Some 181 fatalities occurred in strike violence between January 1999 and October 2012. A further 313 people were injured and over 3 058 arrests made during the period. This is according to figures compiled by the South African Institute of Race Relations using print media reports. They are contained in the latest South Africa Survey, published in Johannesburg this week.
The greatest number of fatalities occurred in 1999, 2006, and 2012 with 30, 69 and 60 deaths respectively.
Fatalities were high in 1999 because of a dispute between the National Union of Mineworkers (NUM), the United Workers’ Union of South Africa (Uwusa), and the United Democratic Movement (UDM), with fatalities occurring between May and July in that year.
The high number of fatalities in 2006 occurred during the security guard strike between March and May, in which non-striking guards and on-duty guards were attacked, some being thrown off moving trains.
All but one of the fatalities in 2012 was the result of violent strikes in the mining sector. In August 2012 rock-drill operators downed tools at the Lonmin mine in Marikana (North West) in a wildcat strike.
A clash with police saw 34 strikers shot and killed on 16 August. In the week leading up to the police shootings, two security guards and two police officers were allegedly hacked to death by the strikers.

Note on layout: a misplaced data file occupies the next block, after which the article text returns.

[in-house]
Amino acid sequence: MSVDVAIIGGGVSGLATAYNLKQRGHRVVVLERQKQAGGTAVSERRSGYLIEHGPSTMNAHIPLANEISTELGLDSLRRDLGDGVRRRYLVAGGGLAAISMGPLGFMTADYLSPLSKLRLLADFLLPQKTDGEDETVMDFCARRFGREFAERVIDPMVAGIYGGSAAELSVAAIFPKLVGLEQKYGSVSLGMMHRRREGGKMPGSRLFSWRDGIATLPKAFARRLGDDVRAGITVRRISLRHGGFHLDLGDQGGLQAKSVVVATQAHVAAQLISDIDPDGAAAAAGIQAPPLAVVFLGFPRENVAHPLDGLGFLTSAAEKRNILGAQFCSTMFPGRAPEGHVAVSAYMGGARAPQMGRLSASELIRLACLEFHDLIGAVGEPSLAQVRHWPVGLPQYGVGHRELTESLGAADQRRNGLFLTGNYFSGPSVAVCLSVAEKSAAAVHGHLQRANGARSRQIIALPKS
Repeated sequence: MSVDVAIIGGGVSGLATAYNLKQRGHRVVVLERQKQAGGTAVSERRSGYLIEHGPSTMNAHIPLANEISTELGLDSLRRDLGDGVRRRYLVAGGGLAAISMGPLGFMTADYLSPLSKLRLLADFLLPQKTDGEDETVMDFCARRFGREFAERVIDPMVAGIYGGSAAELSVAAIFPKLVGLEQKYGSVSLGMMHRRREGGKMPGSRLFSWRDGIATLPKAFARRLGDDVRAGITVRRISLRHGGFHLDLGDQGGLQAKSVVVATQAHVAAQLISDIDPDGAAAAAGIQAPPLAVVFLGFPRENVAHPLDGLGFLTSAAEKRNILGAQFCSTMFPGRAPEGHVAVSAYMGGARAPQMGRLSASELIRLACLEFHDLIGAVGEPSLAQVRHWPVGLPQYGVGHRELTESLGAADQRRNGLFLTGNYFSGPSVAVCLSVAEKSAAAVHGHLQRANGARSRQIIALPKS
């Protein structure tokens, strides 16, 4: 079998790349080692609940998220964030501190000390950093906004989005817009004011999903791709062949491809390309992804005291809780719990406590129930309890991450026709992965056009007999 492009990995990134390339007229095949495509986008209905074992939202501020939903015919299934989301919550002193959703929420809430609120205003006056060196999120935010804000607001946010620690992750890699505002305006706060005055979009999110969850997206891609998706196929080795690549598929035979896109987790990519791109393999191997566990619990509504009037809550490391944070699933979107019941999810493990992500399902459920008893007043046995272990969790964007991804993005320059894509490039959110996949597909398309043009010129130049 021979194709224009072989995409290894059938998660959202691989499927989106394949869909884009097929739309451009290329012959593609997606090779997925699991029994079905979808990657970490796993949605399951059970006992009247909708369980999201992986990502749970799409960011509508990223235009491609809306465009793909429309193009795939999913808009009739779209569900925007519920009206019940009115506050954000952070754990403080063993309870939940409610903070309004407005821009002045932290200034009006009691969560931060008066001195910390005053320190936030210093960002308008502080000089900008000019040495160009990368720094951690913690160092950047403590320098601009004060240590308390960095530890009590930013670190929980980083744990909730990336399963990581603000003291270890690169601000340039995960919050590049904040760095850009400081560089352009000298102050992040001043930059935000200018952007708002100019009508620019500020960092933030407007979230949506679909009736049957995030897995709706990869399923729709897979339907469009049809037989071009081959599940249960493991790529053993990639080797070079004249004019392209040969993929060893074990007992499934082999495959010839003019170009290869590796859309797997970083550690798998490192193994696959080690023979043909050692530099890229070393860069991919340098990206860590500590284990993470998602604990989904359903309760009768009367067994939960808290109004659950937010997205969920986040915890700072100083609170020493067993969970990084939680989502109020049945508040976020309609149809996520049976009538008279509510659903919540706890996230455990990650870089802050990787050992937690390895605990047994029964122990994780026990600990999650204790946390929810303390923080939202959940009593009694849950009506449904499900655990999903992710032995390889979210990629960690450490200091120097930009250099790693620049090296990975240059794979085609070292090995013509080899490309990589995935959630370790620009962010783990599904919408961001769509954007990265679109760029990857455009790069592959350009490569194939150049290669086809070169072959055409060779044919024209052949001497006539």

Six other people, including a shop steward, were killed, bringing the death toll in Marikana to 48 within a six-day period. Wildcat strikes followed at various mines across the country. The shootings at Marikana brought into question the state of public order policing and the conditions of workers in the mining sector.
A total of 1 337 people were arrested in 217 cases between 1 January 2009 and 31 July 2011 for crimes related to violent strike action (including intimidation and the destruction of property).
A total of 447 people were prosecuted in 40 cases related to these crimes and nine people were convicted in nine cases for violent strike-related crimes. This is according to an answer by the minister of police to a parliamentary question.
“Although the figures may not be exhaustive they indicate how strike action in South Africa is often characterised by violence. Fatalities were most often the result of clashes between police and strikers, between striking and non-striking workers, and between rival unions,” says Boitumelo Sethlatswe, a researcher at the Institute.
“In many cases, the intimidation of non-striking workers escalated to public humiliation, brutal beatings, maiming with weapons such as pangas and knobkerries, and even homicide.”